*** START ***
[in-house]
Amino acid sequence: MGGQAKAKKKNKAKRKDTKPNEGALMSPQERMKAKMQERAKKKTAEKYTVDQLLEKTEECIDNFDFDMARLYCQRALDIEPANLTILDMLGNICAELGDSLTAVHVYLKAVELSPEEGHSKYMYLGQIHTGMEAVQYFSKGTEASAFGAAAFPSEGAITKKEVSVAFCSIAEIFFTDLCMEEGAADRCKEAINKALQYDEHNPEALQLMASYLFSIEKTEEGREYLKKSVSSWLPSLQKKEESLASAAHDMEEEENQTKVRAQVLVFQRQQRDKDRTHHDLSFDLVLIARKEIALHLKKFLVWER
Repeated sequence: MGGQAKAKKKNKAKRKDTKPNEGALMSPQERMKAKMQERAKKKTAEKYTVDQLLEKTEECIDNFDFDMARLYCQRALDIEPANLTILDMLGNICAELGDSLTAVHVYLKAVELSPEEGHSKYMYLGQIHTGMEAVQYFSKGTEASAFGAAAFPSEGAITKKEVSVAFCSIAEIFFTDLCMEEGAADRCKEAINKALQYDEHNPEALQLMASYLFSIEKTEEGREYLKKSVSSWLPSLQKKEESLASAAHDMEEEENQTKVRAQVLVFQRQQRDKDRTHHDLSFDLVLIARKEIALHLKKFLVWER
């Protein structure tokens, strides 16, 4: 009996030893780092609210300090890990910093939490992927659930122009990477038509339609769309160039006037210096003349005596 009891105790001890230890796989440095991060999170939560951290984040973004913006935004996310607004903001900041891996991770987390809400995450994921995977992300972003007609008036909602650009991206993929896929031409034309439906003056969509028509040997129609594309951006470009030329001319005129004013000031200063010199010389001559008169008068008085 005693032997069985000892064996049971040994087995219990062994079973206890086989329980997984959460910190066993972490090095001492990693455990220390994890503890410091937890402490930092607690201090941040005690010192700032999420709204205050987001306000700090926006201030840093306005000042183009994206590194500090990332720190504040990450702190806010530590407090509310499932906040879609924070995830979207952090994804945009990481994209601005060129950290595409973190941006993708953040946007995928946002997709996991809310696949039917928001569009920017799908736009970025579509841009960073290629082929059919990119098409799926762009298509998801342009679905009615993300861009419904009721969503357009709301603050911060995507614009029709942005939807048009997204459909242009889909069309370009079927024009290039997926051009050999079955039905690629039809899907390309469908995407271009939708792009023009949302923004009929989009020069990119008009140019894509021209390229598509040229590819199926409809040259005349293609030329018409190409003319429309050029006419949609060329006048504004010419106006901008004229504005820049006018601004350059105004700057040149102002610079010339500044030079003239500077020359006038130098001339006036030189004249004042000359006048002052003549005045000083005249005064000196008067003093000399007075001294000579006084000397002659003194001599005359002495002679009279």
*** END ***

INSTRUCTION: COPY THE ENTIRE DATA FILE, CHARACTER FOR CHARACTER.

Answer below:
[in-house]
Amino acid sequence: MGGQAKAKKKNKAKRKDTKPNEGALMSPQERMKAKMQERAKKKTAEKYTVDQLLEKTEECIDNFDFDMARLYCQRALDIEPANLTILDMLGNICAELGDSLTAVHVYLKAVELSPEEGHSKYMYLGQIHTGMEAVQYFSKGTEASAFGAAAFPSEGAITKKEVSVAFCSIAEIFFTDLCMEEGAADRCKEAINKALQYDEHNPEALQLMASYLFSIEKTEEGREYLKKSVSSWLPSLQKKEESLASAAHDMEEEENQTKVRAQVLVFQRQQRDKDRTHHDLSFDLVLIARKEIALHLKKFLVWER
Repeated sequence: MGGQAKAKKKNKAKRKDTKPNEGALMSPQERMKAKMQERAKKKTAEKYTVDQLLEKTEECIDNFDFDMARLYCQRALDIEPANLTILDMLGNICAELGDSLTAVHVYLKAVELSPEEGHSKYMYLGQIHTGMEAVQYFSKGTEASAFGAAAFPSEGAITKKEVSVAFCSIAEIFFTDLCMEEGAADRCKEAINKALQYDEHNPEALQLMASYLFSIEKTEEGREYLKKSVSSWLPSLQKKEESLASAAHDMEEEENQTKVRAQVLVFQRQQRDKDRTHHDLSFDLVLIARKEIALHLKKFLVWER
């Protein structure tokens, strides 16, 4: 009996030893780092609210300090890990910093939490992927659930122009990477038509339609769309160039006037210096003349005596 009891105790001890230890796989440095991060999170939560951290984040973004913006935004996310607004903001900041891996991770987390809400995450994921995977992300972003007609008036909602650009991206993929896929031409034309439906003056969509028509040997129609594309951006470009030329001319005129004013000031200063010199010389001559008169008068008085 005693032997069985000892064996049971040994087995219990062994079973206890086989329980997984959460910190066993972490090095001492990693455990220390994890503890410091937890402490930092607690201090941040005690010192700032999420709204205050987001306000700090926006201030840093306005000042183009994206590194500090990332720190504040990450702190806010530590407090509310499932906040879609924070995830979207952090994804945009990481994209601005060129950290595409973190941006993708953040946007995928946002997709996991809310696949039917928001569009920017799908736009970025579509841009960073290629082929059919990119098409799926762009298509998801342009679905009615993300861009419904009721969503357009709301603050911060995507614009029709942005939807048009997204459909242009889909069309370009079927024009290039997926051009050999079955039905690629039809899907390309469908995407271009939708792009023009949302923004009929989009020069990119008009140019894509021209390229598509040229590819199926409809040259005349293609030329018409190409003319429309050029006419949609060329006048504004010419106006901008004229504005820049006018601004350059105004700057040149102002610079010339500044030079003239500077020359006038130098001339006036030189004249004042000359006048002052003549005045000083005249005064000196008067003093000399007075001294000579006084000397002659003194001599005359002495002679009279």